In March 2019, the Iranian Revolutionary Guards Corps (IRGC) held a drill codenamed “Towards Jerusalem 1,” near the strategic Strait of Hormuz.
The IRGC flew about 50 “offensive and combat” drones in the Persian Gulf, including the Saegheh drone, supposedly based on the American RQ-170. According to sources here, the drone flew for about 1,000 kilometers between designated targets.
Now Israeli scientists are developing a system they believe will let them accurately locate the operator of hostile drones and neutralize him.
Researchers at Ben Gurion University in Beer Sheva in southern Israel, Gera Weiss and Eliyahu Mashhadi, are using a realistic simulation environment to collect the path of the drone when flown from launch point and monitor it its flight path.
“We insert all the points along the flight path into a deep neural network that was trained to be able to predict the exact launch point and the location of the drone operator,” Mashhadi said.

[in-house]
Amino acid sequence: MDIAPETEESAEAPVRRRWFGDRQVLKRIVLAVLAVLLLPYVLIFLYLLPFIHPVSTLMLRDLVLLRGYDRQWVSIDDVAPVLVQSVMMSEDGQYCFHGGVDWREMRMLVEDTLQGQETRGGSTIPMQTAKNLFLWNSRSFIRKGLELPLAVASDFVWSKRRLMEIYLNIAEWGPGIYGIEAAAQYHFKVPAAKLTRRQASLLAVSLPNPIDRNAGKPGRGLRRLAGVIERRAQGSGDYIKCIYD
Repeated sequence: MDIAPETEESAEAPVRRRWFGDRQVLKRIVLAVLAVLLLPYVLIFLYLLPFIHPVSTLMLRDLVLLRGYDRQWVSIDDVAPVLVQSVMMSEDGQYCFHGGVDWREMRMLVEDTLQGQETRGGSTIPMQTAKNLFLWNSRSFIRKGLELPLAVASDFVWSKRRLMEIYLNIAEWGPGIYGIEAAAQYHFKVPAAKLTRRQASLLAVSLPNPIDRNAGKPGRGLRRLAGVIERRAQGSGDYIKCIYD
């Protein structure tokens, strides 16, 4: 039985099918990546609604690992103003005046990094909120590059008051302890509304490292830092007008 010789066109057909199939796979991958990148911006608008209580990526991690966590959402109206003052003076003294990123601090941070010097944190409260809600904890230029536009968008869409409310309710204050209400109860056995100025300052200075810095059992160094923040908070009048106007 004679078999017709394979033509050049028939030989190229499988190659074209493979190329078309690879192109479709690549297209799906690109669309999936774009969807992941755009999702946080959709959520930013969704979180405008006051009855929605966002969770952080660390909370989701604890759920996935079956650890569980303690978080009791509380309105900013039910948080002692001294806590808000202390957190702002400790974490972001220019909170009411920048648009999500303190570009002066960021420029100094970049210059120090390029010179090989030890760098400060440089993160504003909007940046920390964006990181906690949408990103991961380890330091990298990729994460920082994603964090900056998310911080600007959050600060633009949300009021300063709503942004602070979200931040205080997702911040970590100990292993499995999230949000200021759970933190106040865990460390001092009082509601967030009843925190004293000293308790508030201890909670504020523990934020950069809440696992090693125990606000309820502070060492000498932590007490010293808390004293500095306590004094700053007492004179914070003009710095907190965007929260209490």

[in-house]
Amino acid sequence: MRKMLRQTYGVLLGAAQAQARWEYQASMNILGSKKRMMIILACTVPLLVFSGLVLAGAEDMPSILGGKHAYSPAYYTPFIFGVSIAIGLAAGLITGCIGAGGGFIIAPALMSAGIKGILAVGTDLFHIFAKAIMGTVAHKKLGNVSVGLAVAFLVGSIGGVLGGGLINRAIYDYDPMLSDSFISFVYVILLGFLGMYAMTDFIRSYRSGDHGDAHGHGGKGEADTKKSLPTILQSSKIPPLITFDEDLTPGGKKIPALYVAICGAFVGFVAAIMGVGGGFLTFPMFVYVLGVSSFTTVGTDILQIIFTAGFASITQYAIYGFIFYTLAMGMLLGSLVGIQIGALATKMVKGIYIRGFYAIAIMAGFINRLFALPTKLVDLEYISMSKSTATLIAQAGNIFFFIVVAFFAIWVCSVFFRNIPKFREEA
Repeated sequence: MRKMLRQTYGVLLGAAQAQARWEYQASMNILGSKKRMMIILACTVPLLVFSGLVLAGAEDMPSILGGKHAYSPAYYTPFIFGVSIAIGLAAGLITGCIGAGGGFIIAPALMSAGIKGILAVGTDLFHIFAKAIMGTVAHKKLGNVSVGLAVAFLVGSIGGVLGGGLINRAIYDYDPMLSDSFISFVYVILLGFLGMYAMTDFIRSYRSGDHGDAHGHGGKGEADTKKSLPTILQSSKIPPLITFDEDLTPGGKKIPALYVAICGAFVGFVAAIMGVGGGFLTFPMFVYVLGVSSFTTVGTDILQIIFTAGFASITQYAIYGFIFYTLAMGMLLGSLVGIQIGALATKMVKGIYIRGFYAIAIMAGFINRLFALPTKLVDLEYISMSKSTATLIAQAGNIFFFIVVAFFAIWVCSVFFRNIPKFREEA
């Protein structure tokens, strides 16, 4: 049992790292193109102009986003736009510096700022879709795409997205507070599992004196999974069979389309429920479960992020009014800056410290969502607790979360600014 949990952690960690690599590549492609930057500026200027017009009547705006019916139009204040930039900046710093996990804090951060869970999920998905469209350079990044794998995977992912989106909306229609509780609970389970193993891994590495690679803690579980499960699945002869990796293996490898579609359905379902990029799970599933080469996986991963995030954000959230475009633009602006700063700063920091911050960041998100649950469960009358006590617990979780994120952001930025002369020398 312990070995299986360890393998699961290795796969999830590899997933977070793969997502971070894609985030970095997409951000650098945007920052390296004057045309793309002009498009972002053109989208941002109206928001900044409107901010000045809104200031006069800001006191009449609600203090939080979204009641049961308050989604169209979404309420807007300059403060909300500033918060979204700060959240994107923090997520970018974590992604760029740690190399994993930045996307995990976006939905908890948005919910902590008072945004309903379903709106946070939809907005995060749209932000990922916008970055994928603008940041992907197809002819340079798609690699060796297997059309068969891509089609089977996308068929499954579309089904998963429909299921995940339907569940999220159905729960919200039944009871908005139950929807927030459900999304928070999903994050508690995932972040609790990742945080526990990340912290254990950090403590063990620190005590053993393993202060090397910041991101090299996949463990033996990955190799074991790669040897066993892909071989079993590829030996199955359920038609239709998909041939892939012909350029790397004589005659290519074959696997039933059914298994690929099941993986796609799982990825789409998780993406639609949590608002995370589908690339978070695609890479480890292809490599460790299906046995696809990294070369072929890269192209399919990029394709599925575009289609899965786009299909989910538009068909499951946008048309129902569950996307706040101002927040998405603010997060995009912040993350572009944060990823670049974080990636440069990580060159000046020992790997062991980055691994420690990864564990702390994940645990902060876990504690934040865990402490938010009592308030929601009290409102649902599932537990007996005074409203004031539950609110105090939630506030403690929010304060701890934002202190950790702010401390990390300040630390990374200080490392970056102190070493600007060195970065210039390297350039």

Testing the model with the flight simulator, the team were able to locate and target the drone operator 78% of the time.
Today, counter-drone systems use radio frequency to locate the operators, while using electro-optical, radar and other sensors to track the drones.
“All the approaches that we are aware of for locating operators, not just the drones, use RF sensors”. Mashhadi explained that there are automatic and semi-automatic methods for locating the operators based on radio communications between the drone and its operator. “There are a number of problems with this approach.
Firstly, such methods are usually tailored to a specific brand of drones,” he said. “Furthermore, the radio signal can only be recorded near the drone. Crafting
Finally, there are ways for malicious drone designers to apply cryptography and electronic warfare techniques to make localization by analysis of radio signals very difficult.”